BUYERS GET SAVVY: Buyers under 30 are turning to new tactics to get their foot on the property ladder.
BUYERS GET SAVVY: Buyers under 30 are turning to new tactics to get their foot on the property ladder. Getty Images

First home buyers' tactics change to get ahead

NO ONE can doubt that first time home buyers have it tough. But rather than wallow in self-pity, many aren't taking their struggle lying down.

Treasurer Joe Hockey might think it's as easy as getting a "good job that pays good money", but LJ Hooker research has found Generation Y is finding some innovative ways to get their foot on the property ladder.

LJ Hooker Coffs Harbour principal Paul Tobias said young property hunters in today's market had changed their buying habits to overcome issues faced in our evolving property markets, adapting the way they buy, use and invest in property to suit the way they want to live or to suit their budget and investment strategy.

"It seems to be the case that while policymakers and industry groups have been consulting on the best approach to help, the younger generation has been working behind the scenes to find innovative new ways of ensuring that they can secure their piece of the Australian dream," he said.

LJ Hooker research manager Mathew Tiller said there had been a number of factors that had influenced property hunters under 30 to explore non-traditional ways, but the biggest factor is price.

"The national average loan size for a first time buyer was $326,000 as of March 2015; a growth of 14% over the past five years and 58% since 2005. Price growth has also dramatically slowed the time it takes to save up for a deposit," he said.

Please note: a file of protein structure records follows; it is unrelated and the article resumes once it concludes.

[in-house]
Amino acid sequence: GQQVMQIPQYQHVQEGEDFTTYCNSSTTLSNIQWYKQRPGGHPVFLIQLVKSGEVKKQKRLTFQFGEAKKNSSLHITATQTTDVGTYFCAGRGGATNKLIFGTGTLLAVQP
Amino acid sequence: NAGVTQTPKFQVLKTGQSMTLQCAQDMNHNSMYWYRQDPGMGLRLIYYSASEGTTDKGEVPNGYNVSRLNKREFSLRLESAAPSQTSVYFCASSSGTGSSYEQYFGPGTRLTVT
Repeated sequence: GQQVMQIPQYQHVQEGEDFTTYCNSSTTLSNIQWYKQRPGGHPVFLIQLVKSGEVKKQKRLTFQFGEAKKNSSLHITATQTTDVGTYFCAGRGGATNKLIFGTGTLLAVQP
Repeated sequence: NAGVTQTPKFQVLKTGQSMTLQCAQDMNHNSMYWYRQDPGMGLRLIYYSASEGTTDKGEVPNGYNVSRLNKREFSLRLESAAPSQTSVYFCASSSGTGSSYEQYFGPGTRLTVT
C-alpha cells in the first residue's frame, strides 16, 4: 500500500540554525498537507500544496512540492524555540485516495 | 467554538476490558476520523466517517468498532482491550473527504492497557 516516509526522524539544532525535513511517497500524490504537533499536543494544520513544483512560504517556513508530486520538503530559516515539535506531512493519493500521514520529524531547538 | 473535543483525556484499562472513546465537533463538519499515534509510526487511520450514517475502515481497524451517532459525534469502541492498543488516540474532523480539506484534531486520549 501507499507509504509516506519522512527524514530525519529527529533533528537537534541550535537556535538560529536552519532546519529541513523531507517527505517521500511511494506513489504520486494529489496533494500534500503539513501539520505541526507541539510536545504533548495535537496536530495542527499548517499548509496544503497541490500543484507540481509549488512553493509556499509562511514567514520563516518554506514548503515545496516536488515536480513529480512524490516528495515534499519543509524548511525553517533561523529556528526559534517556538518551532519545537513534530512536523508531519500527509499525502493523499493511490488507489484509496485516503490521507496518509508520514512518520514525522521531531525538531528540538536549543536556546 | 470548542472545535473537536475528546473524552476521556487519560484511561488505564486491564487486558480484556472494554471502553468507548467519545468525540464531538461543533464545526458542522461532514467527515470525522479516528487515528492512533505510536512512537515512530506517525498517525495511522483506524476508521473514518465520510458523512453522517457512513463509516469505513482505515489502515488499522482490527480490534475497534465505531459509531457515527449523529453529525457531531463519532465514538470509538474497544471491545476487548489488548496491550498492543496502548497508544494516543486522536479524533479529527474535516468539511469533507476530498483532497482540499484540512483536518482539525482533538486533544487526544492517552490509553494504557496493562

The result has been a number of non-traditional buying trends emerging for Gen Y buyers.

The 'rentvester'

According to LJ Hooker the most common new buying habit is that of the rentvester.

This buyer is currently renting, loves their lifestyle and doesn't want to relocate from the area where they are presently living. The problem is they can't afford to buy in this area.

Rather than disrupt their current lifestyle these buyers purchase a property in a more affordable part of the city or country and rent that property out while they remain as tenants in their current location.

Team up

Younger buyers have looked to overcome the affordability challenge by splitting and sharing the cost involved in purchasing a property.

They have done this by teaming up with a family member, friend or business partner in order to buy a larger property to live in together or as an investment.

Mr & Mrs fix it

Young families have looked to get into a larger house in their preferred area by purchasing an older smaller home which usually sits at the bottom of the price scale for the area.

Generally, these properties are in need of major renovation; however, they allow buyers to add rooms and levels as their families grow.

Build 'em up

Another more affordable way for young families to get into a new house is for young buyers to move out of their local area and into a newly built suburb.

This has seen demand for house and land packages in new estates rise considerably over the past few years.

For those not willing to compromise on location, purchasing a vacant lot and building from the ground up has also been away to remain within their preferred area.

Using parents' equity

Parents have ridden the property cycle over the past few decades providing many with a hefty equity uplift or outright ownership of their homes.

This has in turn allowed them to use their financial position to go guarantor on their children's mortgage or stump up some cash to help out with the deposit.

Recent research by the NAB shows that first home buyers are increasingly turning to their parents for help in order to get into the property market. They found that 6.7% of first home buyers now use the NAB Family Guarantee; up from 4.8% in 2010.



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